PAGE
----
Put simply, the decision to outline plans for a ‘super’ prison in Wrexham has been laden with spin. In particular, and at a time of economic austerity, the Wrexham ‘super’ prison has been accompanied by the promise of job creation and significant economic opportunities to the local area.

For example, take the Ministry of Justice’s announcement in June of the decision to select Wrexham as the site to hold the prison. Rather than focusing upon the supposed benefits to prisoners from Wales, it ran the story under a headline centred upon the prison’s economic potential: “New prison creates major boost to Welsh economy”.

The announcement claimed the prison will provide “great opportunities” for local businesses, “millions of pounds worth of construction opportunities”, and the creation of “1,000 much-needed jobs”. Interviewed by the BBC the Secretary of State for Wales claimed the prison would bring “huge economic benefit” to north Wales.

However, perhaps the clearest illustration of the role played by the announcement’s positive economic spin is made most clear when we consider the responses that have been made to the decision. In particular, these responses have been characterised by a failure to get beyond what is seen as the prison’s supposed economic potential.

North Wales politicians stressed the economic benefits in their support for the plans. Clwyd South AM Ken Skates welcomed the “much-needed jobs boost” as well as the “huge opportunities for local businesses”. North Wales AM Mark Isherwood also welcomed the injection of “jobs, confidence and investment” into the area following the announcement. First Minister, Carwyn Jones referred to the prison as being a “significant contributor to the Welsh economy”.

The lack of any meaningful opposition to the Wrexham ‘super’ prison is exactly what the UK government’s strategy intended. At a time of economic austerity, the government’s decision to roll out plans for a ‘super’ prison alongside talk of job creation and local economic benefits managed to ward off potential criticism.

Consider this from the viewpoint of politicians in Wales. Even those who do not support ‘super’ prisons, any efforts to oppose the proposals make very little political sense at a time when anything that has economic value also carries a significant amount of political value. What politician in his or her right mind would realistically work to try and publicly oppose something which, in the eyes of local people, is set to bring about ‘1,000 jobs’ and significant economic improvements to the area?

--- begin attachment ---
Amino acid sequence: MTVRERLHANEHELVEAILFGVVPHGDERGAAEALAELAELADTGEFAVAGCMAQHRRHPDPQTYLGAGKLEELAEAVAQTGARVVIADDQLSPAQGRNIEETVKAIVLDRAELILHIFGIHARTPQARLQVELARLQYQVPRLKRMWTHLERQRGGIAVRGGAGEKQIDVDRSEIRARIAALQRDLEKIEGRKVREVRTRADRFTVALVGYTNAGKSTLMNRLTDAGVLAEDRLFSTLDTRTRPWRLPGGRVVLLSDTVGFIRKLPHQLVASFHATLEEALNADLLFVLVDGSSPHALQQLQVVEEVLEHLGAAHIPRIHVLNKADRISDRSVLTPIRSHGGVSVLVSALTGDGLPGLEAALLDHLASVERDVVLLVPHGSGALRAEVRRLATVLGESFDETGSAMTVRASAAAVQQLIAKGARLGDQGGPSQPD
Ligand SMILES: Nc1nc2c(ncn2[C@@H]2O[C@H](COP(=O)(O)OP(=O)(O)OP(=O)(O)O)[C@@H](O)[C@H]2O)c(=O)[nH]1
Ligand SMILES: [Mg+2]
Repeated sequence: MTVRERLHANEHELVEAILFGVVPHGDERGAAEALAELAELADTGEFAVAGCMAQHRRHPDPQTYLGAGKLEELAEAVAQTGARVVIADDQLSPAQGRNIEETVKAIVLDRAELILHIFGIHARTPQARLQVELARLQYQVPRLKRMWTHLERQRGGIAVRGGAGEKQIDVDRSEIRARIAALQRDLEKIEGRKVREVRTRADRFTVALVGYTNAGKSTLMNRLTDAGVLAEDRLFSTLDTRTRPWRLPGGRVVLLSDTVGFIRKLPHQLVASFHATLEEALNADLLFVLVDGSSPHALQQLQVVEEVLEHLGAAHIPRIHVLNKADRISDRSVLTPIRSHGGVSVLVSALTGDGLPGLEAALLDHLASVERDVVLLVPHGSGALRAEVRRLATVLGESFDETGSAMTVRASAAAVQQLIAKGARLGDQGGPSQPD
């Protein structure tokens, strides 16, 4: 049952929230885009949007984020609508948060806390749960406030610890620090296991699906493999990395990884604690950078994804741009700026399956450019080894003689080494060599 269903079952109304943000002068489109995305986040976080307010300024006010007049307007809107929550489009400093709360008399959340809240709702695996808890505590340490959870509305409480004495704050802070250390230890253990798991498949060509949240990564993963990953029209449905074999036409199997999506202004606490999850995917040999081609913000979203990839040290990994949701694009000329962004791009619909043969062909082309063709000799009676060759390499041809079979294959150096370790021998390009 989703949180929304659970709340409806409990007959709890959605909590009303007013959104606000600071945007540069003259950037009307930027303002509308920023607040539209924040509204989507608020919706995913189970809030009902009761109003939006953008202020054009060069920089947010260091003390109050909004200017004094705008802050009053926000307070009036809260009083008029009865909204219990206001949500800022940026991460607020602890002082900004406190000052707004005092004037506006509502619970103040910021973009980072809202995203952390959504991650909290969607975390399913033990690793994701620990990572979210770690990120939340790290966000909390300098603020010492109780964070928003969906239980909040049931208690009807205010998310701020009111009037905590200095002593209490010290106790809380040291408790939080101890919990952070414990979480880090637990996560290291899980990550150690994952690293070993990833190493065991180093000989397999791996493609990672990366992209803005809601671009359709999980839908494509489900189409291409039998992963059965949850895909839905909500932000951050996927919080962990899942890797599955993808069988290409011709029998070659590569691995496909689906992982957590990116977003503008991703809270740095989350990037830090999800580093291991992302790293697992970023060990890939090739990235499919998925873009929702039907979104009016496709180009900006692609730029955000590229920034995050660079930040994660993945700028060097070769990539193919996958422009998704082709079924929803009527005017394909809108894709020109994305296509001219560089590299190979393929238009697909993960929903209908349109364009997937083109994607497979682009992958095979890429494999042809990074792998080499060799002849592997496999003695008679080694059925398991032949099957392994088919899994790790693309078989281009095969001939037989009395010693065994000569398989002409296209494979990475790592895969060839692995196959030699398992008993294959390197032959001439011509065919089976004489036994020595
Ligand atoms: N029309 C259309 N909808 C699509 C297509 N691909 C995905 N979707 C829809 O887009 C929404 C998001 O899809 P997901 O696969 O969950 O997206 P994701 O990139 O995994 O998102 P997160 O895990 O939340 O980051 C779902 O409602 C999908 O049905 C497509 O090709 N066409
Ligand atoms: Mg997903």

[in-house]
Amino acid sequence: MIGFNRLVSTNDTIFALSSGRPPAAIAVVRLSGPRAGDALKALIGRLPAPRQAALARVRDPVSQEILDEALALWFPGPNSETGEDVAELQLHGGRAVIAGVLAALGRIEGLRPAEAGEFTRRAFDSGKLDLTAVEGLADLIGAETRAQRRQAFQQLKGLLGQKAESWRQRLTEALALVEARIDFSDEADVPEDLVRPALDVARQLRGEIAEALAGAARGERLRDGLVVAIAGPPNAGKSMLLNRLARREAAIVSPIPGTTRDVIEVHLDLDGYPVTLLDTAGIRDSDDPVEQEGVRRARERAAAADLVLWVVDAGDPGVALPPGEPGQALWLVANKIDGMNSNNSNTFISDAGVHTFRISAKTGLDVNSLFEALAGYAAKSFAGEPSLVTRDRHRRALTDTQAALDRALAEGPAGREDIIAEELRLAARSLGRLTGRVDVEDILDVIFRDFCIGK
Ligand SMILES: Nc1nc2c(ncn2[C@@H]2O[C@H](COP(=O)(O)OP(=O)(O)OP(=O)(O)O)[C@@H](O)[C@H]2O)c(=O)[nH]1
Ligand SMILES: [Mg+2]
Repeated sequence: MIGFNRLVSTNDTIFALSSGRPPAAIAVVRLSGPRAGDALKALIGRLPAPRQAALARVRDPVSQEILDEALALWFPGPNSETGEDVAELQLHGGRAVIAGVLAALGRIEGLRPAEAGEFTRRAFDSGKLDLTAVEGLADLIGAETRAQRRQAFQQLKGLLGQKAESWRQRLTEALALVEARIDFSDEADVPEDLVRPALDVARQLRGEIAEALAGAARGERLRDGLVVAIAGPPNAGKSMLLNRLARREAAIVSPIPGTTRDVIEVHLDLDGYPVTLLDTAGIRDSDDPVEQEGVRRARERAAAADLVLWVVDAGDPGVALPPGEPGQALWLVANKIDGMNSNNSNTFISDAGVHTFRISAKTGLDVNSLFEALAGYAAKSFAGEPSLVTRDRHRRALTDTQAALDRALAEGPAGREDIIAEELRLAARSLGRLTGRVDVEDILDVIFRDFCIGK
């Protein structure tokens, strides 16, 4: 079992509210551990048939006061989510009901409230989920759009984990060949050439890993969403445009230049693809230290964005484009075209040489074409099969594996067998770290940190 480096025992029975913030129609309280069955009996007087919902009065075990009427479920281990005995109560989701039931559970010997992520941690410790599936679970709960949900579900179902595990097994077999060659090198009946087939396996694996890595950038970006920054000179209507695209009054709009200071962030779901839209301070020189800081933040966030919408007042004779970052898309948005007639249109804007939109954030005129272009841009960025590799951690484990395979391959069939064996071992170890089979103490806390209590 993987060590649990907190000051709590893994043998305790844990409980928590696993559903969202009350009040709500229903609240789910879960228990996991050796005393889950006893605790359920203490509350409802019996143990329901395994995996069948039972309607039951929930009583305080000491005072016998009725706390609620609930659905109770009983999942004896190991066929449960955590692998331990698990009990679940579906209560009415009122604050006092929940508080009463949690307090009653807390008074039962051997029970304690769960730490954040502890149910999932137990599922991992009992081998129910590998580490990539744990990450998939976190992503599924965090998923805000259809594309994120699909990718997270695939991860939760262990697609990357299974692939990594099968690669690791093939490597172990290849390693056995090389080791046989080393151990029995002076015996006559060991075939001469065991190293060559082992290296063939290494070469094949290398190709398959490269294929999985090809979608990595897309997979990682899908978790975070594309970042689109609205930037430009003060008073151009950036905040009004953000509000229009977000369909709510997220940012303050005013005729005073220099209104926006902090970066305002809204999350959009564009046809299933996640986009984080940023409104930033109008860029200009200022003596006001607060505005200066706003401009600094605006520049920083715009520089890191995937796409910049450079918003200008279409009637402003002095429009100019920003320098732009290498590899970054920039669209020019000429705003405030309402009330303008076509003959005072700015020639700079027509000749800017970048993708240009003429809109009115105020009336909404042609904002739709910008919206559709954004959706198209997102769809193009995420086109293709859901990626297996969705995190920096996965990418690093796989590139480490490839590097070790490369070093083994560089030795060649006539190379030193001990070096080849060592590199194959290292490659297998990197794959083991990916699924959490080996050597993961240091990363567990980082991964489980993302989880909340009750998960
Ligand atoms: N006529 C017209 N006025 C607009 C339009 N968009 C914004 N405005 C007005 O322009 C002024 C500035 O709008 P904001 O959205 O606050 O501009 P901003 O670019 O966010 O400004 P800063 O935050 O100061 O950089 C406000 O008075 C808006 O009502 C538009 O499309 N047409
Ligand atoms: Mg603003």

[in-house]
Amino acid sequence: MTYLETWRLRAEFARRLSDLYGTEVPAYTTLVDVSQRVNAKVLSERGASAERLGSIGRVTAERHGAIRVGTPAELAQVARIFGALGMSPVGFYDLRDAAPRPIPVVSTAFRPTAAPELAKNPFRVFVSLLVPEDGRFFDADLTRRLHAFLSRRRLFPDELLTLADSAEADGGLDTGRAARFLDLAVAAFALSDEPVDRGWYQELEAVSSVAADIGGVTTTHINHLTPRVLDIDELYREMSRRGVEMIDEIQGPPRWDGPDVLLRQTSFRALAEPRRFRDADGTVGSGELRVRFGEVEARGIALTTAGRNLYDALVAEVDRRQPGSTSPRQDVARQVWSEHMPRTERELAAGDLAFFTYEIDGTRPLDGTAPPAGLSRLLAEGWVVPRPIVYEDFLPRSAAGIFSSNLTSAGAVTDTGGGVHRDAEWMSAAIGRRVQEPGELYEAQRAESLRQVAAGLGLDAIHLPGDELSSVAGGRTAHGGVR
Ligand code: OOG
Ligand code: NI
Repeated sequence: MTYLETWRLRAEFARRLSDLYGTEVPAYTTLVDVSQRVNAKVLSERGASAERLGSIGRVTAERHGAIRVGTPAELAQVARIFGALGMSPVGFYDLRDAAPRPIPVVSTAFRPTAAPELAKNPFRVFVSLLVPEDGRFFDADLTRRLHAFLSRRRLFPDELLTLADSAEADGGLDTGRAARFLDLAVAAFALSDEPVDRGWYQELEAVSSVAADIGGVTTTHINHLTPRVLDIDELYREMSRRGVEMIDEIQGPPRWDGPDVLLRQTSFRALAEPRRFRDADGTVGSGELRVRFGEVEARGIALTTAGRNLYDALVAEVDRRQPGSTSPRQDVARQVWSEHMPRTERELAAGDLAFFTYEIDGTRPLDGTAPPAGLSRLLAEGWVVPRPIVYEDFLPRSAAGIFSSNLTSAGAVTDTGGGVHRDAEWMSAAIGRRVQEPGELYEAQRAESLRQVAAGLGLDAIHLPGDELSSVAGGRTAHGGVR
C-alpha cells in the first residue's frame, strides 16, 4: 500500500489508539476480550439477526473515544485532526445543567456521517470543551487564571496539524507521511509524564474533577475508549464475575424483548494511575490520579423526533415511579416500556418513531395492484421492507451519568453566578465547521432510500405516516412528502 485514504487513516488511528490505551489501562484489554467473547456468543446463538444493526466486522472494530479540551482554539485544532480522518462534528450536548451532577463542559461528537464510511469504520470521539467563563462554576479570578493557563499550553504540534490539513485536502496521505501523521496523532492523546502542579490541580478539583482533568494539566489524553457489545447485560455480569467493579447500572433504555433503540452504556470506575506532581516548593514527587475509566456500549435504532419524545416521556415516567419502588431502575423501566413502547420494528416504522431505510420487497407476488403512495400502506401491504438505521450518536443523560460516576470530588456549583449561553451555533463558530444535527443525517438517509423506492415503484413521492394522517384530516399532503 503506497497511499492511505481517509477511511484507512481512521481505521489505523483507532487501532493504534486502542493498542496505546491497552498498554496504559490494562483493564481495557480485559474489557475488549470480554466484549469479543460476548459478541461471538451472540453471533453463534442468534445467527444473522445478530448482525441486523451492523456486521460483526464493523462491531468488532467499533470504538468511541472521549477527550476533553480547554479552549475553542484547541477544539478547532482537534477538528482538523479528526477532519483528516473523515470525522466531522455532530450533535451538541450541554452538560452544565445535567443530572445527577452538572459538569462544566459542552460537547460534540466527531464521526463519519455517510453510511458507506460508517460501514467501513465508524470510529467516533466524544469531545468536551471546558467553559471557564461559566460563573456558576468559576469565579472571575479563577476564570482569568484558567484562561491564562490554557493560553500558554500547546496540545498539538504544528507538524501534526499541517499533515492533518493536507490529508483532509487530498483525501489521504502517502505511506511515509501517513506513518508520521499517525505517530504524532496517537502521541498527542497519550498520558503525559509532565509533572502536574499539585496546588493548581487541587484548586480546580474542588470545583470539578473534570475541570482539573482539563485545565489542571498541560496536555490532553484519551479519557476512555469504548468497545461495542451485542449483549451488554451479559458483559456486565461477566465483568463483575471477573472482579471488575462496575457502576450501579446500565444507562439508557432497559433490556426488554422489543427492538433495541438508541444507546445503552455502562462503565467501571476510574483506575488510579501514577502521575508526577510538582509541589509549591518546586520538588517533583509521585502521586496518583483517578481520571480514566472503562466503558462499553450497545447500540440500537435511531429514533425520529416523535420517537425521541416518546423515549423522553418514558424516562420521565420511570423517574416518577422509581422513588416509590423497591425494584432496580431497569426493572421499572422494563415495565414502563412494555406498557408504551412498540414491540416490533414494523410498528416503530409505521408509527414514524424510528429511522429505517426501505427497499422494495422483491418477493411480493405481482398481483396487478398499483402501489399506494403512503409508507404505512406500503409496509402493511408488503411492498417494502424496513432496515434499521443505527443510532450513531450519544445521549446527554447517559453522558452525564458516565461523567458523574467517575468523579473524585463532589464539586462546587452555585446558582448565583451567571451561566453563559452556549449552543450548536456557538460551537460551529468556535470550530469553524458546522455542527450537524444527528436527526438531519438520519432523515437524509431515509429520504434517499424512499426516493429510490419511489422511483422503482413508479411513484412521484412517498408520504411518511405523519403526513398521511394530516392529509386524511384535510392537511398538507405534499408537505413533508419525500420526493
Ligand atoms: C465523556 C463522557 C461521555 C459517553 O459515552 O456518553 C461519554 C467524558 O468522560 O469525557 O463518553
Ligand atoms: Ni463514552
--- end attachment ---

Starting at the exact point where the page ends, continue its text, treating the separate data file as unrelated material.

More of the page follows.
It is here that we can really begin to understand the differences between the response to the UK government’s plans in 2007 and those unveiled in January this year. For example, the plans in 2007 and in 2013 are based upon the same idea – the construction of large prisons. The major difference is that these plans have been sold very differently.

In short debates over the Wrexham ‘super’ prison have been hijacked by issues concerning jobs and economic opportunities. This was demonstrated by the Ministry of Justice’s response to the Wrexham Prison Blues ClickonWales series in early November They simply reiterated that the prison would provide a “huge boost for the local economy”.

Unlike in 2007, any campaign against the Wrexham ‘super’ prison will have to do more than just critique the use of large scale prisons. Before opponents can even get down to discussing the size of the prison, the layers of spin that have been attached to the announcement must be peeled away.

In challenging the hegemony that currently surrounds the positive economic spin surrounding the Wrexham ‘super’ prison, opponents must work to try and forge out a space within which politicians are able to enter into the Wrexham prison debate. In my view, it is only when such potential barriers to entry have been removed that this debate will really begin to engage in the kinds of criticisms that David Cameron and the Conservatives were leading from 2007 onwards.

Only when opponents have managed to break through the spin that currently surrounds the Wrexham ‘super’ prison will any meaningful discussion over the re-introducion of ‘super’ prisons find itself truly alive and kicking.

Robert Jones is a PhD student at the Wales Governance Centre, Cardiff University. His research is on imprisonment and devolution in Wales.

One thought on “Spinning in favour of north Wales Titan jail

  1. Very interesting read,

    So the spin is based upon economics. My mind wonders, what local business will benefit, and in what aspect? How are local business going to be used, and how will they provide produce for 2,500 prisoners each day without importing from other cheaper options such as supermarkets and overseas farmers that provide for larger buyers.